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Redesigned Armoury will be a blend of historic and new

June 14, 2018   ·   0 Comments

By Brock Weir

Designs for the soon-to-be-renovated historic Aurora Armoury show a blend of heritage features and new elements.
The plans are expected to be approved this week by Council after getting the green light at the Committee level last Tuesday night.
In coming up with the designs, architects have peeled back layers of the nearly-150-year-old building, uncovering original design elements that figure prominently in the new plan.
“The architect has reviewed the available historic documentation related to 89 Mosley Street to identify the key historic design elements of the building,” said Anthony Ierullo, Aurora’s Manager of Strategic Planning in a report to Council. “Based on this information, the restoration includes maintaining the original building and roof configuration, maintaining or restoring original openings (where possible) and removing and replacing the existing aluminum and vinyl siding with vertical wood siding that better replicates the original materials and design. As a result, a wood board and batten configuration is proposed for the exterior of the historic structure. The building addition has been designed using modern elements that complement the historic elements of the building, which is consistent with the advice of the heritage consultant on the project.”
From this advice, preliminary designs for the north and east designs have been revamped to be more in keeping with the original building design, including the removal of two roll up doors from the east to create a more welcoming entrance. There is also less glazing on the facades, an element which raised some privacy and security concerns around the Council table.
“The design objective was to maximize the short and long-term utility of the building while restoring significant heritage elements and also strengthening the link between the Armoury itself and Town Park,” said Mr. Ierullo, presenting the plan to Council members last week, noting the plans before them reflected feedback received from the Town’s Heritage and Accessibility Advisory Committees, the Lake Simcoe Region Conservation Authority, and members of the public alike.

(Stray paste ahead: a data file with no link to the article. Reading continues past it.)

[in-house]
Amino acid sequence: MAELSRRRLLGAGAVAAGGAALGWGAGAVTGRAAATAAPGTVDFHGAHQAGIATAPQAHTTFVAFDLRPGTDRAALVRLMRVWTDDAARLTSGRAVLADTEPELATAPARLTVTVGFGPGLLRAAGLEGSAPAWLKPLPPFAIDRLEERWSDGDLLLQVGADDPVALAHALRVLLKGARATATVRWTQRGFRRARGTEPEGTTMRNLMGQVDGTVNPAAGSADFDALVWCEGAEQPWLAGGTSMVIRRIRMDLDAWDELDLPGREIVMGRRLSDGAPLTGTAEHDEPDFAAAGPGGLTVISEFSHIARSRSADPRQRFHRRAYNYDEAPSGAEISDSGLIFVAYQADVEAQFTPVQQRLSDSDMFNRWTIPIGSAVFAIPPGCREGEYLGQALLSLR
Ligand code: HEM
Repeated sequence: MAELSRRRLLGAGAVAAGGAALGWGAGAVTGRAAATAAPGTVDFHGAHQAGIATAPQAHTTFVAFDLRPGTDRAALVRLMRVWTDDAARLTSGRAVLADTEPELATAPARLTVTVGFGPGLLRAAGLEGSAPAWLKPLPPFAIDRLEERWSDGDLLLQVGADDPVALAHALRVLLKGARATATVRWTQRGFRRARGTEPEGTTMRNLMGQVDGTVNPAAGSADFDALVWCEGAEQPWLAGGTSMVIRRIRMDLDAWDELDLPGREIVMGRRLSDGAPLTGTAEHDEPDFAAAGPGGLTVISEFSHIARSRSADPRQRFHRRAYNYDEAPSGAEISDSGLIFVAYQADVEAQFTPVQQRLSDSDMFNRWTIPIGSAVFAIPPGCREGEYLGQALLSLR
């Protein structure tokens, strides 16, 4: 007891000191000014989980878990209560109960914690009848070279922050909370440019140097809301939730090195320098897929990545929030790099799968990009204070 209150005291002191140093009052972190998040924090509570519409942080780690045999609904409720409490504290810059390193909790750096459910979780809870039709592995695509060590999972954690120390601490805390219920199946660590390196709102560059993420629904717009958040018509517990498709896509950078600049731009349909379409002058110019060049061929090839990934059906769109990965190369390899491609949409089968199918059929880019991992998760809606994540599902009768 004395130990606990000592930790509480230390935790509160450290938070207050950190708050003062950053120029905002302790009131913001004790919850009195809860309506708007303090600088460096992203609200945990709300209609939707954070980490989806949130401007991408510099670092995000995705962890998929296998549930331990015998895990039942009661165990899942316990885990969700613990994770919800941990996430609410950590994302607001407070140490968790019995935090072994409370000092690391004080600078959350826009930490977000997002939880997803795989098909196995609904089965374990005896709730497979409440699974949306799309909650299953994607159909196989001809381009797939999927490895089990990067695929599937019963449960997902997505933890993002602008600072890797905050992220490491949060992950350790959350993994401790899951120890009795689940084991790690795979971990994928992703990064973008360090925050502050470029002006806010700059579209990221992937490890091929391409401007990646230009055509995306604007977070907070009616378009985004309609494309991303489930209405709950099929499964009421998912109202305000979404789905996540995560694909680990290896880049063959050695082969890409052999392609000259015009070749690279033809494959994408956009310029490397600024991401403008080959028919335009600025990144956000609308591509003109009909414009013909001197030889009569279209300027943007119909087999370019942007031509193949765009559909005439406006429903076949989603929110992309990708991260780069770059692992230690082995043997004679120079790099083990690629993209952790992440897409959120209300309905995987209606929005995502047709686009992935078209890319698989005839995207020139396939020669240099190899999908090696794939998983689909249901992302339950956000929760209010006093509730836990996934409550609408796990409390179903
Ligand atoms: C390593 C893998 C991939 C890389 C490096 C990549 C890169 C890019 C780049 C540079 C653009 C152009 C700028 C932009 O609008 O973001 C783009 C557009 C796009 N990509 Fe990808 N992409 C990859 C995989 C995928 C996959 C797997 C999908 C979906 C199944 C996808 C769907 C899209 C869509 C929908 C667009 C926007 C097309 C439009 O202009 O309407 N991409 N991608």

Architect Philip Hastings was on hand to take the presentation the rest of the way, noting that the designs “reflect 150 years of history” and functional design.
The intent, he said is to create an event space as large as possible with rooms off to the sides.
“The intention is as much as possible bring it back to how it existed originally while, at the same time, adding an addition to the south,” said Mr. Hastings. “The addition to the south primarily houses the new pieces of the program which are the kitchen, and have a large amount of mechanical equipment. It is an ideal place to put those things.”
Parking and access will come from the east side and, on the west, there will be an overhang giving the teaching kitchen full visibility from the Town Park. A rollup window can be used to serve Town Park patrons from inside the Armoury, previously existing windows will be restored, and a canopy will be installed to “be a great spot to get out of the rain or sun.”
“Following the demolition of the interior of the building, the Town was able to confirm the historic existence of a prominent roll up door on the westerly façade of the building,” said Mr. Ierullo. “This demonstrates that the building did at one time feature a more direct connection to Town Park as envisioned in the proposed design. The Town’s Repurposing Study first identified an opportunity to establish a physical and operational connection between the Aurora Armoury and Town Park. The architects also found photographic evidence of a connection between the Armoury and Town Park. The current situation reflects efforts to minimize potential land use conflicts with the use of fencing and signage as well as the historic removal of windows along the western edge of the building. The goal of the design was to remove these barriers and introduce new elements that allow the two properties to better complement each other from both a design and use perspective.
“This connection is reintroduced with the removal of exterior barriers/fencing and the introduction of glass elements within the central areas of the building and the proposed extension. This is further supported by a new outdoor patio/deck area as well as new exterior elements along on southern and western facades. These areas are designed to integrate with activities planned inside the building as well as service activities in Town Park. This includes the introduction of two new service counters that will provide food and beverage service into Town Park. The landscape design includes approximately 2000 square feet of new exterior space, while preserving all of the existing trees in Town Park.”
While Council is expected to approve the designs last week, they requested more information to come forward on the fine details, including the pros and cons of a zinc roof over a more costly, but potentially longer-lasting copper roof, and the integration of permeable pavement to better handle rain and run-off.

         

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